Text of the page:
Hydrogen-induced intergranular failure of iron

Shuai Wang, May L. Martin, Petros Sofronis, Somei Ohnuki, Naoyuki Hashimoto, Ian M. Robertson

Research output: Contribution to journalArticlepeer-review


The hydrogen embrittlement of a commercial-grade pure iron was examined by using repeated stress-relaxation tests under simultaneous cathodic hydrogen charging. The hydrogen-charged iron, containing an estimated 25.8 appm H, fractured after repeated transients, with a total strain of ∼5%. The fracture mode was intergranular. Thermal activation measurements show a decrease in activation volume and free energy, which is consistent with hydrogen enhancing the dislocation velocity. The microstructure beneath the intergranular facets displays a dislocation cell structure more complex than expected for intergranular fracture and this strain-to-failure. It is proposed that hydrogen accelerates the evolution of the dislocation microstructure through the hydrogen-enhanced plasticity mechanism and this work-hardening of the matrix along with the attendant hydrogen concentration at the grain boundaries are crucial steps in causing the observed hydrogen-induced intergranular failure.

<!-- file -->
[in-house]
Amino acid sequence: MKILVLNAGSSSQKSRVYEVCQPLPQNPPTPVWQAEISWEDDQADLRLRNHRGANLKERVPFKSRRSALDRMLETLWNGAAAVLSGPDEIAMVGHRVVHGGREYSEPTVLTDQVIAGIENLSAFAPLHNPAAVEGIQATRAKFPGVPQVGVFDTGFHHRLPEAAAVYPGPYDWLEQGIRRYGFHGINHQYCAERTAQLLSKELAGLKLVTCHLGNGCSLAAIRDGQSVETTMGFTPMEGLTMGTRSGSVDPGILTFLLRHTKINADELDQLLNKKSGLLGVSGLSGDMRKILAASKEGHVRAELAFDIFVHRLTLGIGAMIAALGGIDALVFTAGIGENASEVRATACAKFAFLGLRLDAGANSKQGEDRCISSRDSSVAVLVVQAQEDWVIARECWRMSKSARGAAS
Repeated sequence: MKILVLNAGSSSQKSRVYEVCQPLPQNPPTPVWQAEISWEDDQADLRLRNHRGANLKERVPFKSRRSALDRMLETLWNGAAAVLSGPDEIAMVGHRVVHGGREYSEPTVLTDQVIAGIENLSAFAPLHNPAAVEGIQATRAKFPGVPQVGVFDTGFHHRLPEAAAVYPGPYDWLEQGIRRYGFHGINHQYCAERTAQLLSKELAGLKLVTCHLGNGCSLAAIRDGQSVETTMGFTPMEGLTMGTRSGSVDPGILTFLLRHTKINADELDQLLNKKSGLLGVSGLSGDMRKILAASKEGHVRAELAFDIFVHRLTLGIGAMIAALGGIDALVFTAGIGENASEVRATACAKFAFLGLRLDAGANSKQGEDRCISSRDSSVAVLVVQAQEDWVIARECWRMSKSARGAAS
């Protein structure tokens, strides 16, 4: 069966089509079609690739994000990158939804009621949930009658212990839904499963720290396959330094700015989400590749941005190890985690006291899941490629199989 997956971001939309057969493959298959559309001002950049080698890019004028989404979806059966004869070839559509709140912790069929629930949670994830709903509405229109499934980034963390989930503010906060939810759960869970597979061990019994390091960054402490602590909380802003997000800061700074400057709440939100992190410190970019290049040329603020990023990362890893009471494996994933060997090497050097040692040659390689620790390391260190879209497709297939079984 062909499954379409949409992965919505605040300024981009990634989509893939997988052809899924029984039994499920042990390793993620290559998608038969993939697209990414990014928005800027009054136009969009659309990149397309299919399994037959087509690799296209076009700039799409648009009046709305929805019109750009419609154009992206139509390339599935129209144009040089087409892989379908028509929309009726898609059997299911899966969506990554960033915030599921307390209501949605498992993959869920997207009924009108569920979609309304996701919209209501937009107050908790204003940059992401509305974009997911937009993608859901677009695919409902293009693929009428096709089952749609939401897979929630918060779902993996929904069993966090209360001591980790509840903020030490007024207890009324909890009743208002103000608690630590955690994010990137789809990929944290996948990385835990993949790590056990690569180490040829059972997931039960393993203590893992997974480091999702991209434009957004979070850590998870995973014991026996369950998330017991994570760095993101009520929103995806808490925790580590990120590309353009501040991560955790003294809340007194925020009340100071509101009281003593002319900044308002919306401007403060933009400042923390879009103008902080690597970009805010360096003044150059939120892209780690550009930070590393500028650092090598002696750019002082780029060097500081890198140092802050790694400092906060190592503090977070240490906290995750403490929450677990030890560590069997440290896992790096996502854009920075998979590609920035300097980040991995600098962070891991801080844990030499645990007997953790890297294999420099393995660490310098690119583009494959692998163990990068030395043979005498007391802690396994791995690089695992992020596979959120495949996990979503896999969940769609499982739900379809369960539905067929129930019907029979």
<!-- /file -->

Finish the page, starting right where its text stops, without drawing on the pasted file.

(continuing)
Original languageEnglish (US)
Pages (from-to)275-282
Number of pages8
JournalActa Materialia
StatePublished - May 2014


  • Hydrogen embrittlement
  • Iron
  • Mechanical properties
  • Transmission electron microscopy

ASJC Scopus subject areas

  • Ceramics and Composites
  • Metals and Alloys
  • Polymers and Plastics
  • Electronic, Optical and Magnetic Materials


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